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guide-endstops [2017/01/25 23:13]
arthur
guide-endstops [2020/05/15 13:43] (current)
arthur
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 ==  Endstops ==  Endstops
 +
 <​html><​a name='​endstops'></​a></​html>​ <​html><​a name='​endstops'></​a></​html>​
  
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 However, end-stops are not necessary, you could do without them. They are just so convenient that most machines use them. However, end-stops are not necessary, you could do without them. They are just so convenient that most machines use them.
  
-End-stops can also be used as Limit Switches ​which prevent the machine from attempting to move beyond the physical limits of the axis (by pausing/​stopping movement when triggered), see the [[http://​smoothieware.org/​endstops|Endstops page]] for details about configuring Smoothie to use End Stops as limit switches.+End-stops can also be used as limit switches ​which prevent the machine from attempting to move beyond the physical limits of the axis (by pausing/​stopping movement when triggered), see the [[http://​smoothieware.org/​endstops|Endstops page]] for details about configuring Smoothie to use End Stops as limit switches.
  
-**NOTE** Smoothie does not allow you to use a zprobe as an endstop. An endstops must be dedicated to being an endstop and cannot be used as a zprobe and vice versa.+<callout type="​primary"​ icon="​true"​ title="​TL;​DR">​
  
 +To make things as simple as possible: In Smoothie, endstops do three things : 
 +
 +* Homing ( move til endstop is hit )
 +* Hard endstops ( stop when endstop is hit, which is optional )
 +* Soft endstop ( once homed, do not go further than a set position, which is also optional )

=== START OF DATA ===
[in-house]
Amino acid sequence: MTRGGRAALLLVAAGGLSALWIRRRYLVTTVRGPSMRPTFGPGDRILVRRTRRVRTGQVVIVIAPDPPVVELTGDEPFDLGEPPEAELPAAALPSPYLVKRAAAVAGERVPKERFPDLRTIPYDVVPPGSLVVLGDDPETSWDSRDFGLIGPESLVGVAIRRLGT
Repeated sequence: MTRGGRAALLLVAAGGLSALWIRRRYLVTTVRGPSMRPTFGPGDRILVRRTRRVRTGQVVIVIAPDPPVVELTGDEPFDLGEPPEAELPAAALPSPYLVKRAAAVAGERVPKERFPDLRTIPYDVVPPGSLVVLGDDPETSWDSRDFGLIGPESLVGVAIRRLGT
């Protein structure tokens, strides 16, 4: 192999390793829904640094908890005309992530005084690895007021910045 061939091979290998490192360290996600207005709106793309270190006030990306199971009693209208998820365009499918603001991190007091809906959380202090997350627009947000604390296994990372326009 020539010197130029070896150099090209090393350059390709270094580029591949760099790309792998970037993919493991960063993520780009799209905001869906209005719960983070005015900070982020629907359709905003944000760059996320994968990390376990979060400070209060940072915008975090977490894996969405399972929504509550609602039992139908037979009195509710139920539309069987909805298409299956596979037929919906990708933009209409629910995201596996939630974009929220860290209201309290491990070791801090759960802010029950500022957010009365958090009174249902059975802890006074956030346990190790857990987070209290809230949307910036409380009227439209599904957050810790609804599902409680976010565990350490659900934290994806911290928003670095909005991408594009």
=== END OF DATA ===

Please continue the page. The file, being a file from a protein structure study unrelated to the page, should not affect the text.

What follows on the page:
+
 +</​callout>​
 +
 +<callout type="​warning"​ icon="​true"​ title="​ Note">​
 +
 +Smoothie does not allow you to use a zprobe as an endstop. An endstop must be dedicated to being an endstop and cannot be used as a zprobe and vice versa. This does not mean *ANY* kind of feature is missing, you can still do everything you expect, this is just a subtility in vocubulary and in how configuration is organized, that new users are generally fine with, *except* if they come from another system which has a different paradygm.
 +
 +</​callout>​
  
 <​html>​ <​html>​
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 You might happen have a good reason to use a fancy endstop, but if you don't, it's likely a good idea to stick with a mechanical one. You might happen have a good reason to use a fancy endstop, but if you don't, it's likely a good idea to stick with a mechanical one.
 +
 </​callout>​ </​callout>​
  
 ~~CLEARFIX~~ ~~CLEARFIX~~
  
-[http://​reprap.org/​wiki/​Mechanical_Endstop Mechanical end-stops] are simple interrupters : when not pressed, they do not let the current pass, when pressed, they let the current pass. By connecting a digital input pin on the Smoothieboard to the interrupter,​ and connecting the other side of the interrupter to Ground, the Smoothieboard can read whether or not it is connected to Ground, and therefore whether or not the end-stop is pressed.+[[http://​reprap.org/​wiki/​Mechanical_Endstop|Mechanical end-stops]] are simple interrupters : when not pressed, they do not let the current pass, when pressed, they let the current pass. By connecting a digital input pin on the Smoothieboard to the interrupter,​ and connecting the other side of the interrupter to Ground, the Smoothieboard can read whether or not it is connected to Ground, and therefore whether or not the end-stop is pressed.
  
 Most mechanical end-stops have 3 connection points, to which you have to attach your wires :  Most mechanical end-stops have 3 connection points, to which you have to attach your wires : 
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 </​html>​ </​html>​
  
 +~~CLEARFIX~~
 +
 +<callout type="​primary"​ icon="​true"​ title="​Normally Closed">​
  
-[[note]]